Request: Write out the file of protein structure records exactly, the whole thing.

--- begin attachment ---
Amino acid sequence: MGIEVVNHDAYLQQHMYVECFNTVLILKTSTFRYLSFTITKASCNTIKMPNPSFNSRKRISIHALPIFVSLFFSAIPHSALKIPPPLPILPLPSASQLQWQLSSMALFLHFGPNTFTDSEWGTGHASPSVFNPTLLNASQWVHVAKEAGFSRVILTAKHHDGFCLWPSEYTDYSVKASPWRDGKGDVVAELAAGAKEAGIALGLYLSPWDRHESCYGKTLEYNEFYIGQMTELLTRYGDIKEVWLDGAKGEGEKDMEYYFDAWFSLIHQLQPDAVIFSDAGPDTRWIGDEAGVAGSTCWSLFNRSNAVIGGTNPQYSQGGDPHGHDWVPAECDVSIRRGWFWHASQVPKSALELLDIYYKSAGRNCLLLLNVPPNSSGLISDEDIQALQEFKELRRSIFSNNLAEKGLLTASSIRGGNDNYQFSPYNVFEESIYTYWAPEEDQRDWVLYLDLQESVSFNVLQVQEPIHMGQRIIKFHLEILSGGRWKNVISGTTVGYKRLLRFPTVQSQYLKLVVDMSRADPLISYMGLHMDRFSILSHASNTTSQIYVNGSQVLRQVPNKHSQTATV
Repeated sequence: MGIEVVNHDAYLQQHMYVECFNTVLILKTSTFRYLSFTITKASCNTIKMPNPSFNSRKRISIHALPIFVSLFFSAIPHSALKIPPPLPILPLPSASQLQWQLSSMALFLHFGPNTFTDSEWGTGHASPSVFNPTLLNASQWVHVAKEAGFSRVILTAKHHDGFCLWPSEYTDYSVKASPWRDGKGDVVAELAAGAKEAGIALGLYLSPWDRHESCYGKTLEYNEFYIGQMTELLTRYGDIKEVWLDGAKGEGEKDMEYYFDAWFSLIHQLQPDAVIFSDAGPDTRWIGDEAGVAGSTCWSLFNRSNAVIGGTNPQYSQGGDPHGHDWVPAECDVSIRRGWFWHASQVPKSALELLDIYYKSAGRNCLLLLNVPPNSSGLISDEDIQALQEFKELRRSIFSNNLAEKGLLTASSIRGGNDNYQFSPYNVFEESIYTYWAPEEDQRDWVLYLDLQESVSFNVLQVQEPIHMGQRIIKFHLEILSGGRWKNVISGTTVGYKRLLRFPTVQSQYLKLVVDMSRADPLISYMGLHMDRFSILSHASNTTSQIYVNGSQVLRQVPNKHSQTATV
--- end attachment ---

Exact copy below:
Amino acid sequence: MGIEVVNHDAYLQQHMYVECFNTVLILKTSTFRYLSFTITKASCNTIKMPNPSFNSRKRISIHALPIFVSLFFSAIPHSALKIPPPLPILPLPSASQLQWQLSSMALFLHFGPNTFTDSEWGTGHASPSVFNPTLLNASQWVHVAKEAGFSRVILTAKHHDGFCLWPSEYTDYSVKASPWRDGKGDVVAELAAGAKEAGIALGLYLSPWDRHESCYGKTLEYNEFYIGQMTELLTRYGDIKEVWLDGAKGEGEKDMEYYFDAWFSLIHQLQPDAVIFSDAGPDTRWIGDEAGVAGSTCWSLFNRSNAVIGGTNPQYSQGGDPHGHDWVPAECDVSIRRGWFWHASQVPKSALELLDIYYKSAGRNCLLLLNVPPNSSGLISDEDIQALQEFKELRRSIFSNNLAEKGLLTASSIRGGNDNYQFSPYNVFEESIYTYWAPEEDQRDWVLYLDLQESVSFNVLQVQEPIHMGQRIIKFHLEILSGGRWKNVISGTTVGYKRLLRFPTVQSQYLKLVVDMSRADPLISYMGLHMDRFSILSHASNTTSQIYVNGSQVLRQVPNKHSQTATV
Repeated sequence: MGIEVVNHDAYLQQHMYVECFNTVLILKTSTFRYLSFTITKASCNTIKMPNPSFNSRKRISIHALPIFVSLFFSAIPHSALKIPPPLPILPLPSASQLQWQLSSMALFLHFGPNTFTDSEWGTGHASPSVFNPTLLNASQWVHVAKEAGFSRVILTAKHHDGFCLWPSEYTDYSVKASPWRDGKGDVVAELAAGAKEAGIALGLYLSPWDRHESCYGKTLEYNEFYIGQMTELLTRYGDIKEVWLDGAKGEGEKDMEYYFDAWFSLIHQLQPDAVIFSDAGPDTRWIGDEAGVAGSTCWSLFNRSNAVIGGTNPQYSQGGDPHGHDWVPAECDVSIRRGWFWHASQVPKSALELLDIYYKSAGRNCLLLLNVPPNSSGLISDEDIQALQEFKELRRSIFSNNLAEKGLLTASSIRGGNDNYQFSPYNVFEESIYTYWAPEEDQRDWVLYLDLQESVSFNVLQVQEPIHMGQRIIKFHLEILSGGRWKNVISGTTVGYKRLLRFPTVQSQYLKLVVDMSRADPLISYMGLHMDRFSILSHASNTTSQIYVNGSQVLRQVPNKHSQTATV